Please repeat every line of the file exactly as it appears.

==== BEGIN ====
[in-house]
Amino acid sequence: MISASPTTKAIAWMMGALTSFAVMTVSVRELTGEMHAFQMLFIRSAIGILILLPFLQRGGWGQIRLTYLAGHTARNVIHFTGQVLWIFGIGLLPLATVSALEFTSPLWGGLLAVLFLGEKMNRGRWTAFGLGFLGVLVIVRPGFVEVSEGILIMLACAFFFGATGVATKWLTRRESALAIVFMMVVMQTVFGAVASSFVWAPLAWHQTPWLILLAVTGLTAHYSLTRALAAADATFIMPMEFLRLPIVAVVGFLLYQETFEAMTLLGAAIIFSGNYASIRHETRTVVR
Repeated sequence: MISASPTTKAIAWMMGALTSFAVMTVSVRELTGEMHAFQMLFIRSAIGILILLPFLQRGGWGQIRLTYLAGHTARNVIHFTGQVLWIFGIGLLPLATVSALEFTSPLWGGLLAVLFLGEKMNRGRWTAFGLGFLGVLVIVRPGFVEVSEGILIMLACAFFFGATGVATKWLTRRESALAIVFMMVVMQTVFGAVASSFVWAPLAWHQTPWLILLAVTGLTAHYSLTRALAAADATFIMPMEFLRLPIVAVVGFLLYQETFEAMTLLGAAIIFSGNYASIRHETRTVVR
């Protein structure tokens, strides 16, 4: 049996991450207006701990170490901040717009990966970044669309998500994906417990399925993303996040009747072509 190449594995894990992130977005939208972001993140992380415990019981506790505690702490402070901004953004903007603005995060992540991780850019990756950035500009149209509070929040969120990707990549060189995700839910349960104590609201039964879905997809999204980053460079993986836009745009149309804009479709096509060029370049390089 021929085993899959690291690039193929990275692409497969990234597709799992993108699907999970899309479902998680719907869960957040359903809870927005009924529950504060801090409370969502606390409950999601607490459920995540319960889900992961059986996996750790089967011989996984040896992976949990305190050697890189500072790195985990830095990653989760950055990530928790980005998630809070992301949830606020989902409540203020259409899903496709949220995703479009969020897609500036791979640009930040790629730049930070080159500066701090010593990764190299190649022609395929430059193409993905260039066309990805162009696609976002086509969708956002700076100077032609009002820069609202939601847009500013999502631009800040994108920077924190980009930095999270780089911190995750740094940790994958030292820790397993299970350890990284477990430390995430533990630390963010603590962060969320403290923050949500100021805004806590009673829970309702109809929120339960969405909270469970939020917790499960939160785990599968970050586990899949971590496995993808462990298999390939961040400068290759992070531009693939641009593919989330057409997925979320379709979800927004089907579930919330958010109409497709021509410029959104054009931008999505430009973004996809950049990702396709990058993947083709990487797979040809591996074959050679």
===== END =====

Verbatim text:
[in-house]
Amino acid sequence: MISASPTTKAIAWMMGALTSFAVMTVSVRELTGEMHAFQMLFIRSAIGILILLPFLQRGGWGQIRLTYLAGHTARNVIHFTGQVLWIFGIGLLPLATVSALEFTSPLWGGLLAVLFLGEKMNRGRWTAFGLGFLGVLVIVRPGFVEVSEGILIMLACAFFFGATGVATKWLTRRESALAIVFMMVVMQTVFGAVASSFVWAPLAWHQTPWLILLAVTGLTAHYSLTRALAAADATFIMPMEFLRLPIVAVVGFLLYQETFEAMTLLGAAIIFSGNYASIRHETRTVVR
Repeated sequence: MISASPTTKAIAWMMGALTSFAVMTVSVRELTGEMHAFQMLFIRSAIGILILLPFLQRGGWGQIRLTYLAGHTARNVIHFTGQVLWIFGIGLLPLATVSALEFTSPLWGGLLAVLFLGEKMNRGRWTAFGLGFLGVLVIVRPGFVEVSEGILIMLACAFFFGATGVATKWLTRRESALAIVFMMVVMQTVFGAVASSFVWAPLAWHQTPWLILLAVTGLTAHYSLTRALAAADATFIMPMEFLRLPIVAVVGFLLYQETFEAMTLLGAAIIFSGNYASIRHETRTVVR
């Protein structure tokens, strides 16, 4: 049996991450207006701990170490901040717009990966970044669309998500994906417990399925993303996040009747072509 190449594995894990992130977005939208972001993140992380415990019981506790505690702490402070901004953004903007603005995060992540991780850019990756950035500009149209509070929040969120990707990549060189995700839910349960104590609201039964879905997809999204980053460079993986836009745009149309804009479709096509060029370049390089 021929085993899959690291690039193929990275692409497969990234597709799992993108699907999970899309479902998680719907869960957040359903809870927005009924529950504060801090409370969502606390409950999601607490459920995540319960889900992961059986996996750790089967011989996984040896992976949990305190050697890189500072790195985990830095990653989760950055990530928790980005998630809070992301949830606020989902409540203020259409899903496709949220995703479009969020897609500036791979640009930040790629730049930070080159500066701090010593990764190299190649022609395929430059193409993905260039066309990805162009696609976002086509969708956002700076100077032609009002820069609202939601847009500013999502631009800040994108920077924190980009930095999270780089911190995750740094940790994958030292820790397993299970350890990284477990430390995430533990630390963010603590962060969320403290923050949500100021805004806590009673829970309702109809929120339960969405909270469970939020917790499960939160785990599968970050586990899949971590496995993808462990298999390939961040400068290759992070531009693939641009593919989330057409997925979320379709979800927004089907579930919330958010109409497709021509410029959104054009931008999505430009973004996809950049990702396709990058993947083709990487797979040809591996074959050679």